Wednesday, October 24, 2007


At this point in my life with lines creeping where I wouldn’t want them to (laugh lines I agree is a nice way to call them), a spreading middle which I hoped wouldn’t (three daughters gave me that. I wonder what other women’s five or six would!), silver streaks playing peek-a-boo out of once glorious dark tresses (my beautician has a solution to that but quite expensively though), and a less than flat abdomen (next to laugh lines, this horror of horrors gives a woman’s age away), I must admit to a certain quiet unease. In addition to that, bones and joints go stiff and ache, skin crinkle with defiant lines, eyes strain to read small print, sleep turn erratic, appetites change, visits to the doctor more frequent and pills nestle permanently in one’s purse. Furthermore, loneliness glides into each day heightened with the children planning careers and lives away from home. I guess women who find they are blowing out 50 or more candles on their birthday cakes would consider those turning points in a woman’s life in serious retrospect.

I thought about that a lot but I must say this that life has been made easier and more interesting in a new and refreshing way because I am in a place in time that frees me from the old chains or closed beliefs of our mothers long ago. What is significant in our lives today is we are living different lives than our mothers before us. Whether involved in it or not, we have all been affected by the feminist movement. We had not followed in our mother's footsteps because our mothers never walked this path before. Women then were expected to strictly delineate their roles as housewife and mother as appendages to the men’s roles as husband, man of the house, and father. Women have been taught that, for us, the earth is flat, and that if we venture out, we will fall off the edge - Author Unknown. But thanks to the subsequent women's movement, many women now have learned that the page had turned and had paved the way to the full expression of the woman as an individual in her own right. The burdens and issues of economic marginalization, subordination, multiple burdens, and gender stereotyping or violence experienced by many women are now exposed, seriously discussed and dealt with in the proper forums.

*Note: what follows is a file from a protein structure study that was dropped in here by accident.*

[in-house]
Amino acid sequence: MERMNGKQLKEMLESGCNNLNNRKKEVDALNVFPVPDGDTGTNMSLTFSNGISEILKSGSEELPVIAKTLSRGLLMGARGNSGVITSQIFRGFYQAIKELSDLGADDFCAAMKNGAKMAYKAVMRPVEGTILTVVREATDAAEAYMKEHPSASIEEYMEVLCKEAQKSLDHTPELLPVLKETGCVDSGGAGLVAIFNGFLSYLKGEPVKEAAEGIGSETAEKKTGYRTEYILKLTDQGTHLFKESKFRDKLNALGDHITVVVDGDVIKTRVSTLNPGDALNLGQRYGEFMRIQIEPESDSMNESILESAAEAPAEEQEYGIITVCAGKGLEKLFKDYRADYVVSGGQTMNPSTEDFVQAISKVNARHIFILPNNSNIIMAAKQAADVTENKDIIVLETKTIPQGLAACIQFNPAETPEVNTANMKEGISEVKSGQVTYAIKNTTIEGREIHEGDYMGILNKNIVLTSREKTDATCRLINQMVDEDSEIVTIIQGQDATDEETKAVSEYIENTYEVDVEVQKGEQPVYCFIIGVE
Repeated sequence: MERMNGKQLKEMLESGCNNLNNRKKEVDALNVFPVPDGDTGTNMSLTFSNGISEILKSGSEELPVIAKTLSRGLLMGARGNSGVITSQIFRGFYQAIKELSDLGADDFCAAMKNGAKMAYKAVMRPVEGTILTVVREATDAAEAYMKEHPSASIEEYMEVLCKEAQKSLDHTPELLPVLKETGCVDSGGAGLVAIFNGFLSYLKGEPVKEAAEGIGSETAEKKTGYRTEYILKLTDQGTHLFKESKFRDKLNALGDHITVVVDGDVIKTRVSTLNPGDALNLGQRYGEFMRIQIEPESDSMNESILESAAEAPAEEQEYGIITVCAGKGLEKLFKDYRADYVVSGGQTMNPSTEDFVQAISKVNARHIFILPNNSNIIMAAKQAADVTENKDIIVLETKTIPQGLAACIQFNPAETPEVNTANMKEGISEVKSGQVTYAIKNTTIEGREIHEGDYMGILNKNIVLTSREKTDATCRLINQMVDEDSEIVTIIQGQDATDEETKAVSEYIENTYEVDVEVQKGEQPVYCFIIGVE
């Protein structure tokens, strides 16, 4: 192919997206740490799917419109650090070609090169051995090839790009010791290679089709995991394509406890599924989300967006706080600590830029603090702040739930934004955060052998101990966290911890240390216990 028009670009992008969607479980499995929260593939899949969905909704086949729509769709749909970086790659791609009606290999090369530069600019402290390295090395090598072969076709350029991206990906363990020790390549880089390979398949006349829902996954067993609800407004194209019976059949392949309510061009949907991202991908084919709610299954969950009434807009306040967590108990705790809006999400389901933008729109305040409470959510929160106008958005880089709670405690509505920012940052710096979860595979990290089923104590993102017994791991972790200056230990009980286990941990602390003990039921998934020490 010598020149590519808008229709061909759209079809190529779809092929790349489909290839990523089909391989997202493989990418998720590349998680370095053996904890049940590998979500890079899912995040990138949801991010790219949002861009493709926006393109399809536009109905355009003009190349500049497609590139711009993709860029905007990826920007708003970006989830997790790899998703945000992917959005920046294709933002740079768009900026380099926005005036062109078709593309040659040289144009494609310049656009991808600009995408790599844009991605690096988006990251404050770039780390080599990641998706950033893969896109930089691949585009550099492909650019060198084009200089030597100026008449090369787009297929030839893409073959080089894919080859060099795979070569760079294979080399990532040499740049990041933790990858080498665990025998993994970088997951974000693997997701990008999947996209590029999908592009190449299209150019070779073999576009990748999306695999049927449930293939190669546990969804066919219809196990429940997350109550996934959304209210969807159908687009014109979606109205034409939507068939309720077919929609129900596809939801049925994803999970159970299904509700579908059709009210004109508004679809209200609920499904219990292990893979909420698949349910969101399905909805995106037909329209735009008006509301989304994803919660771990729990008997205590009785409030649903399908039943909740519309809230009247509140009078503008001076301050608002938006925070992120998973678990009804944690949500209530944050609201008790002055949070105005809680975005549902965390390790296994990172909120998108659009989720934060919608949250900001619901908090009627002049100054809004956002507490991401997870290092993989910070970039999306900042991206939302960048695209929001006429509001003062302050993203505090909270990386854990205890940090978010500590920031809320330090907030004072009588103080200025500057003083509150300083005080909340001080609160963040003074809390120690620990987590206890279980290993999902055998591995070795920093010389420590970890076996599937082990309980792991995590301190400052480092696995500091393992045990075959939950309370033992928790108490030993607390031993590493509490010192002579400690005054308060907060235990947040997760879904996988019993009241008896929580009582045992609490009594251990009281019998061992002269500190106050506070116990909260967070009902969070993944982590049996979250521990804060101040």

So what does this give me now when I count more gray streaks in my hair and when the young are quick to relegate me to a rocking chair? It has given me this ---the time in my life where there is more creativity and excitement than there has ever been before. Unrepressed by unreasonable age-old concepts and conventions, I have become the person I was meant to be exercising my God-given talents to its fullest expression. Who says that as housewife and mother crammed with endless chores all day long that I can’t engage in other pursuits like-- draw, paint or sculpt, design women’s clothes, write poetry or put together an essay which could rouse new ideas and thoughts. Or that as a woman, I can’t express my own views on politics, religion, culture alongside pots-and-pans, diapers and milk bottles- or travel and meet with different people whose ideologies are opposite mine– or expect or demand rightful and fair exchange or compensation for honest work and service in the workplace – or seek justice when exploited and oppressed? Let me quote these beautiful words of Julia Ward Howe, When I see the elaborate study and ingenuity displayed by women in the pursuit of trifles, I feel no doubt of their capacity for the most herculean undertakings.I say do what you want to do no matter what people may think or believe. You know what your dreams are and what you want to accomplish. Believe in yourself; believe in your right to be you—beautifully woman. And you know what, age is just a number. Viva le femme!

posted on Friday, November 18, 2005 8:51 AM

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